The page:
Building a physical volume controller for Home Assistant using ESPHome

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Black and white image of an amplifier's control panel, showing three knobs against a textured black background. From left to right, the labelled knobs are for volume, bass, and treble.

In this article, we'll explore an exciting project created by GitHub user adamaze: a hands-on volume knob for controlling media entities within Home Assistant. By utilizing ESPHome, this project seamlessly integrates with Home Assistant, offering an intuitive way to adjust the volume of any connected media device.

Photo of a 3D printed, black, cubic volume controller with a shiny metallic rotary knob on top, placed on a grey textured surface.


Discover ESPHome Projects

As enthusiasts of ESPHome, the quest for innovative projects is a constant. To fuel this passion, we're launching a series showcasing remarkable ESPHome projects developed by the vibrant Home Assistant and ESPHome community. Although these projects are not our original creations, they represent the collective ingenuity of this dedicated community.

An organized workspace featuring a computer monitor with smart home interface graphics on the screen. The desk is cluttered with various items, including a desk lamp, smartphone, notepad, microphone, pencil holders, a vintage camera, a plant, and other office supplies, all bathed in warm ambient light.

Preparing for Your ESPHome Volume Controller Project

The foundation of this project is the LOLIN D1 Mini board, powered by the ESP8266 microcontroller. The key feature of this project is the free-spinning rotary encoder with an integrated push button, enabling easy volume adjustments without having to synchronize with Home Assistant's volume settings.

A significant investment might be a 3D printer if you don't already own one. The Ender 3 series comes highly recommended within the community. Before purchasing, consider exploring reviews to find a model that suits your needs.

Your toolkit should also include a soldering iron, solder wire, isolated wires, a Micro-USB cable, and optionally, a power supply to connect to the ESP8266.

The Multifaceted ESPHome Volume Controller

The volume controller powered by adamaze's code isn't just a static piece of hardware. Here's what it offers:

What makes this project so appealing is the sheer elegance of its execution. With just a concise YAML script, these capabilities come to life, negating the need for additional automations or scripts within Home Assistant itself.

Crafting the ESPHome Volume Controller

To house this savvy controller, you'll be printing a case using designs courtesy of adamaze's repository, available in the form of .stl files. The assembly begins with connecting a rotary encoder to an ESP8266 board using four essential wires. Then, encase this setup within the 3D-printed shell, with the D1 mini ESP8266 board snugly fitting in the base, powered via a Micro-USB connection.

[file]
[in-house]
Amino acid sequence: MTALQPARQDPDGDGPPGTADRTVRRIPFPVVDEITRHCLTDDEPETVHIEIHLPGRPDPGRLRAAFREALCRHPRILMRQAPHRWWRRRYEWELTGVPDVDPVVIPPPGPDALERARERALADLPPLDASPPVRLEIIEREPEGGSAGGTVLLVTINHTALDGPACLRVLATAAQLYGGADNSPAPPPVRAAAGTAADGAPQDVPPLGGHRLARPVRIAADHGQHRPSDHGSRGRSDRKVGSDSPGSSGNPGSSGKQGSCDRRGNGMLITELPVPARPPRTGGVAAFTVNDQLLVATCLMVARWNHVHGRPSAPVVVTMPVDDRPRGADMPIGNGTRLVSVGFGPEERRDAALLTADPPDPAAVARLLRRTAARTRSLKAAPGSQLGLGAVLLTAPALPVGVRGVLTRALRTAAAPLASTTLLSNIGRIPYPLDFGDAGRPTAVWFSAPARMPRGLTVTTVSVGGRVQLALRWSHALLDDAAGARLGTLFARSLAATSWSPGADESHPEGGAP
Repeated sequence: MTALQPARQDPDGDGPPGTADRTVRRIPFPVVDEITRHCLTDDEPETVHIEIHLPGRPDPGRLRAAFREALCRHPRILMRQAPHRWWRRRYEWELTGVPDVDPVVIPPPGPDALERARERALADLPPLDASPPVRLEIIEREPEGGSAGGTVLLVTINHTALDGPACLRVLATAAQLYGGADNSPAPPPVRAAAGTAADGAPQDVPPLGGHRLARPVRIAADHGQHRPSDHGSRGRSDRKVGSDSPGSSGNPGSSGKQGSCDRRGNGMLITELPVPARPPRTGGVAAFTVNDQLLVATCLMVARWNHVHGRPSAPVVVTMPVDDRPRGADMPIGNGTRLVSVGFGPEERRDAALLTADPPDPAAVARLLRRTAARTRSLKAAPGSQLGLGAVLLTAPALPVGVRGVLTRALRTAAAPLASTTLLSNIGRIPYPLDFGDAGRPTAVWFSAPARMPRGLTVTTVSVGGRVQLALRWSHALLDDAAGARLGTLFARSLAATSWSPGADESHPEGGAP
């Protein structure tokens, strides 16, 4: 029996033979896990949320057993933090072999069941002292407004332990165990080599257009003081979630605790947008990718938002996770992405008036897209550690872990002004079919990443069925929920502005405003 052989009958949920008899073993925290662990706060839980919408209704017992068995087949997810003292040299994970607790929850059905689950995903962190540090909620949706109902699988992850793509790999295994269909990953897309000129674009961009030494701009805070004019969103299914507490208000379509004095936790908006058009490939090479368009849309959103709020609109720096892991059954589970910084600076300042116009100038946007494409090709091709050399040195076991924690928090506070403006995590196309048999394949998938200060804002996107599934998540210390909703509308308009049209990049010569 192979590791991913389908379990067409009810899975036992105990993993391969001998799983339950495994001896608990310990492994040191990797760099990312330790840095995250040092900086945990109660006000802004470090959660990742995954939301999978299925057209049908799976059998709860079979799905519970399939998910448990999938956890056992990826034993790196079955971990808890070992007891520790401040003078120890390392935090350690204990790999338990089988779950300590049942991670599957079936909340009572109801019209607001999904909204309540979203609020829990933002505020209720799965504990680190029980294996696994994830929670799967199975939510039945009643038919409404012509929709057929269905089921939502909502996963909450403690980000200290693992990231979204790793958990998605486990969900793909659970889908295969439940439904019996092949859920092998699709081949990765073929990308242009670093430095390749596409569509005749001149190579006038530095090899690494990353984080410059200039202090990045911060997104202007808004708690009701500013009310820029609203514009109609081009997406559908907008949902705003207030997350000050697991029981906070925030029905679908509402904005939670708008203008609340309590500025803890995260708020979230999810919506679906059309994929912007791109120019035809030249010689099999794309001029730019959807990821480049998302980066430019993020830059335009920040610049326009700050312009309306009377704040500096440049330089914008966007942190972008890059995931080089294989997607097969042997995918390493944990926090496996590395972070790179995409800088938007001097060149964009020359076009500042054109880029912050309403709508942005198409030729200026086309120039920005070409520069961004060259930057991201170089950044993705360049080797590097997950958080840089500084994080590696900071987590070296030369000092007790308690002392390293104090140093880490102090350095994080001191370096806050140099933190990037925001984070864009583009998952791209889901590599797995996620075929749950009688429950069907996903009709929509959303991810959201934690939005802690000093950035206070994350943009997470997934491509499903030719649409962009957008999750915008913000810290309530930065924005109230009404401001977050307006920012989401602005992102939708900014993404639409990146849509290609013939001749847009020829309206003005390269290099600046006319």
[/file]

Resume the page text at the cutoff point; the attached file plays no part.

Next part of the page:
Illustration of a vibrant kitchen setting with a retro boombox on the countertop. The boombox has prominent speakers, dials, and a tape deck. To the right, there is a potted plant with broad leaves. The room is bathed in warm, pinkish hues, with a window casting natural light on the scene.

Tailoring the Code

Before diving into the code, it's assumed that your Wi-Fi credentials are securely housed within the secrets.yaml file. Should this not reflect your setup, a slight modification in the code will be necessary.

Moreover, the code needs to be customized to target the specific speaker under your control. For instance, the default is set to media_player.kitchen_speakers, but your device will likely have a unique identifier. Personalizing the node's name and IDs adds that individual touch, enhancing the overall user experience.

The implementation makes use of the homeassistant.service action, which is an ESPHome feature that empowers the device to execute Home Assistant services directly. This means the volume controller is fully functional without the need for extra scripting or automation within Home Assistant, offering a seamless and user-friendly experience.

Ultimately, the long-press function is yours to customize, providing a tailored experience to fit your personal or family needs.

By following these detailed instructions, you're not just building a device; you're creating a tailored experience that adds convenience and a touch of magic to your smart home environment.

A portrait photo oif Liam Alexander Colman, the author, creator, and owner of Home Assistant Guide wearing a suit.

About Liam Alexander Colman

is an experienced Home Assistant user who has been utilizing the platform for a variety of projects over an extended period. His journey began with a Raspberry Pi, which quickly grew to three Raspberry Pis and eventually a full-fledged server. Liam's current operating system of choice is Unraid, with Home Assistant comfortably running in a Docker container.
With a deep understanding of the intricacies of Home Assistant, Liam has an impressive setup, consisting of various Zigbee devices, and seamless integrations with existing products such as his Android TV box. For those interested in learning more about Liam's experience with Home Assistant, he shares his insights on how he first started using the platform and his subsequent journey.

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